When Netflix (NFLX) reported its last quarterly earnings, we found out that the company planned on entering a new market later in 2012. We don't know the official launch date and pricing yet, but we do know the where. Netflix announced last week it would be launching into four new countries: Norway, Denmark, Sweden and Finland. This move comes at a time where the company had just regained global profitability after the launch into UK and Ireland, which will now probably put Netflix back into the loss column in Q4 and maybe during the early parts of 2013. Let's break down the move.
Analyzing the Size:
This is not a large scale move for Netflix. According to the most updated numbers, the four countries mentioned above have a total population of about 25.5 million. How big is that comparatively speaking? Well, it's not much. That's basically equal to the size of Texas in the United States, in terms of population. In terms of Netflix comparisons, it would be the fourth largest "market" for Netflix, when adding these four countries as a whole. The United States has an estimated population of over 314 million, the UK (which Netflix recently entered) is over 60 million, and Canada even has about 35 million.
This might be a slight disappointment for Netflix bulls, who were maybe hoping for an entry into a country like Germany (roughly 82 million people) or France (about 65 million). But it is certainly a bigger move than just moving into one of those four names.
Netflix had about 24 million total US streaming subscribers at the end of Q2, of which, about 22.7 million were paying customers. Since Netflix has been in the US for a number of years, I think you can use that as a figure for this launch. Right now, about 7-8% of the total US population are "subscribers", and a subscriber could be an entire household, which could be several people.
Here's how to look at things. Netflix announced on Monday that it hit one million subscribers in the UK and Ireland. That took about eight months to do, and the population of the UK and Ireland is about three times that of the four countries they are entering. At that pace, it will take Netflix about two years to get 1 million subscribers from these countries. That's not exactly quick.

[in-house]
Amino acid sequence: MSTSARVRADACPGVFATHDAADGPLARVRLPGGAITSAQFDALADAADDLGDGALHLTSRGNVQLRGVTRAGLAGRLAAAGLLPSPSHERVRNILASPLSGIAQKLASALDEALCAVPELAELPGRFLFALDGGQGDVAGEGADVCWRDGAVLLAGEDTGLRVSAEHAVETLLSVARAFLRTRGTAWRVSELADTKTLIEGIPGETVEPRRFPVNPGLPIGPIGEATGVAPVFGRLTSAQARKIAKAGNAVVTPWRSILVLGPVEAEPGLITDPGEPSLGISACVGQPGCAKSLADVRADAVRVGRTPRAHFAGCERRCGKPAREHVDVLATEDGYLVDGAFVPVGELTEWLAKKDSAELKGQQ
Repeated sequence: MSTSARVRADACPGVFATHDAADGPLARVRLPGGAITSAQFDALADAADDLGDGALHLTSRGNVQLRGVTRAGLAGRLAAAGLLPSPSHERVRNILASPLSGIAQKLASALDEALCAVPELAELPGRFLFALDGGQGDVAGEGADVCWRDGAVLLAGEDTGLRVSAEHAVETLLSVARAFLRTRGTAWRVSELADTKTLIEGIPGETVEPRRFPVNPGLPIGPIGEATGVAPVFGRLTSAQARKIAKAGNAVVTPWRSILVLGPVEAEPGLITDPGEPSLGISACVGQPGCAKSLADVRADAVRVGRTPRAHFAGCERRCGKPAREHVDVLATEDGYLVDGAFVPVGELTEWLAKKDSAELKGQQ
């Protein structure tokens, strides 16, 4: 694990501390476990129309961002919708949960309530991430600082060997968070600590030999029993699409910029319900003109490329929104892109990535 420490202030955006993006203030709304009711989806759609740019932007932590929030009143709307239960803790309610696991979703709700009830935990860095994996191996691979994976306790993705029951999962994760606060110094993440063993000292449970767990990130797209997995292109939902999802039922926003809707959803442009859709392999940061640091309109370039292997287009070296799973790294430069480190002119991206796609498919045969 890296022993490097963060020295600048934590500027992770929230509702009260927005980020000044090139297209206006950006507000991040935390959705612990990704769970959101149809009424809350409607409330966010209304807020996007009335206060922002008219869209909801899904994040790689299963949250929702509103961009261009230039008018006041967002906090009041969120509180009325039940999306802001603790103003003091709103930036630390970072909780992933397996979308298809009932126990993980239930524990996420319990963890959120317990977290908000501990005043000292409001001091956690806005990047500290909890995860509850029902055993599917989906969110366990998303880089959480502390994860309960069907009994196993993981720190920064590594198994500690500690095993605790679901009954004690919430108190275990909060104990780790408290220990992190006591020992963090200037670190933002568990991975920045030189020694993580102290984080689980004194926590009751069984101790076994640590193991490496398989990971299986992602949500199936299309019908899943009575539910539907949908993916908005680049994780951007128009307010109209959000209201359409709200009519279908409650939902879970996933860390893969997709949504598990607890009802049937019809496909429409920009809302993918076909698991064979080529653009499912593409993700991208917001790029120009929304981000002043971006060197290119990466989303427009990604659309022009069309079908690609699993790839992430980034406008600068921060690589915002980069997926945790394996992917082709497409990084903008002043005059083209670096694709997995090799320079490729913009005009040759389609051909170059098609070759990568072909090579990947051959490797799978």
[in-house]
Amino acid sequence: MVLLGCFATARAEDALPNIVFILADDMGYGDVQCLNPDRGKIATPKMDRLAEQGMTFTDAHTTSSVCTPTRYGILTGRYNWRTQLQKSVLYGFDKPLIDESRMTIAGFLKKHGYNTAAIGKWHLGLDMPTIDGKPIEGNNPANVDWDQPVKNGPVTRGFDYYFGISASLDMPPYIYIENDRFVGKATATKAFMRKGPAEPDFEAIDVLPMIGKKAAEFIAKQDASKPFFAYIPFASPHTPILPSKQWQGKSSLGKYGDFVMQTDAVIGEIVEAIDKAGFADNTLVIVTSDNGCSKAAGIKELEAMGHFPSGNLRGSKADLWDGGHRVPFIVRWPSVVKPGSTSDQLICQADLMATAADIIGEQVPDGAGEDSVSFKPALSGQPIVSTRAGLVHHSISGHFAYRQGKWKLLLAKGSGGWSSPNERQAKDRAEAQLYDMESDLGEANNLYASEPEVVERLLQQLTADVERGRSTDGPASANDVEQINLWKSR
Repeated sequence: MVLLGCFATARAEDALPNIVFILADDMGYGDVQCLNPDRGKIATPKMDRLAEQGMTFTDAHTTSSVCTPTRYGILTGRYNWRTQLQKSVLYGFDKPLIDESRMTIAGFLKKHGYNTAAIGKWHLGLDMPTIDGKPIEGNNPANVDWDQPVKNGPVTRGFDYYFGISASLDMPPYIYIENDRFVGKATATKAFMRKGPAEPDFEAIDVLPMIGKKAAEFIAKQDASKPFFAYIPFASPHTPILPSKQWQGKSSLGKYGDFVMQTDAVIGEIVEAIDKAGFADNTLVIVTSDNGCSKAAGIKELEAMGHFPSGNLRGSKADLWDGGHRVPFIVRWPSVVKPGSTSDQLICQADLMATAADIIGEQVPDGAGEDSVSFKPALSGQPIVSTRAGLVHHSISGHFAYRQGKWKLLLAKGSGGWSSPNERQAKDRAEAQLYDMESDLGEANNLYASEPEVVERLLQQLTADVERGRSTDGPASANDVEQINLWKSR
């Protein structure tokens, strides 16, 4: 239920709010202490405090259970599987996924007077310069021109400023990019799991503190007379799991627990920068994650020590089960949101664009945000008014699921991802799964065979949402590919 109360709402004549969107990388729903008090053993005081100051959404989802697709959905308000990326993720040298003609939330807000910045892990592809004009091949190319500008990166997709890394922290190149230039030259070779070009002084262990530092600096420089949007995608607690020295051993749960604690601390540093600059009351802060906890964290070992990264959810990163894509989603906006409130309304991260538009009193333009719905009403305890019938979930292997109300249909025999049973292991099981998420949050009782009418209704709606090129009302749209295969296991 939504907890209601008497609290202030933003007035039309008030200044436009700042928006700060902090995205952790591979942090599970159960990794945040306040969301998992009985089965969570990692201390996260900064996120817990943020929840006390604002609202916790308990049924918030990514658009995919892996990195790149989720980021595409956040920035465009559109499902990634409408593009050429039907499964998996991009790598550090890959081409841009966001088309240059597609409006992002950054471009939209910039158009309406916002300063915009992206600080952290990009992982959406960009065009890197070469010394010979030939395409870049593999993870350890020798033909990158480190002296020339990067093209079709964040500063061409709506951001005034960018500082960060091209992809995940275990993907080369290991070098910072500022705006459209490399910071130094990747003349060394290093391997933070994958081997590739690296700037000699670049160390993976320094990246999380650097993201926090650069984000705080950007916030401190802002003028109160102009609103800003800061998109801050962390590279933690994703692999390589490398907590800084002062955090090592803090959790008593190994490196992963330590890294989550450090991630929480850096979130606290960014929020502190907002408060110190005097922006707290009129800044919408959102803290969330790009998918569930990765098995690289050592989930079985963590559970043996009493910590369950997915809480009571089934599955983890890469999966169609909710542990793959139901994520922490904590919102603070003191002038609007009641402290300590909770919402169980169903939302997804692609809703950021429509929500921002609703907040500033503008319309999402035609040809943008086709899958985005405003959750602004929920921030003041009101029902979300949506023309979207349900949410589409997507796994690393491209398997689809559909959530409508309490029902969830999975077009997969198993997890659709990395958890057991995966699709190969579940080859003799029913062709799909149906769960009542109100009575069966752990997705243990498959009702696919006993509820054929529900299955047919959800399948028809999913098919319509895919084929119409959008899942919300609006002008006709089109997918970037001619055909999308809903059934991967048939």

This is expansion, don't get me wrong, but this isn't a move that will really move the needle, in my opinion. Even if you use US pricing ($8 per month), a million subscribers only generates $96 million in revenues per year. This is not a lot when looking at the current estimate for Netflix 2012 revenues of $3.61 billion.
The impact on profitability:
Netflix decided to move to a lower margin business when it essentially started the death of its DVD segment in 2011. At the same time, international expansions are costly. The following table shows Netflix's margins over the past eight quarters.
The first half of 2012 has seen some dramatic margin declines, and this is to be expected. When your focus is on streaming, which is running a contribution margin in the high teens, and not on DVD, which ran a 50% plus contribution margin, now in the mid 40s, margins are going to fall. Add in the losses from the international business, and you're not going to be very profitable, maybe not profitable at all.
Gross margins will be under pressure for a while, and I don't see Netflix as a company that can just decide to cut a ton of operating costs out of the blue, so expect operating margins to stagnate as well. Yes, Netflix can probably get profit margins back into the low to mid single digits over time, but not while it keeps expanding.
Nobody likes a person that always complains, and investors are getting tired with the management behind this company. If you don't believe that, just look at the share price that has dropped from over $300 to barely above $50 recently.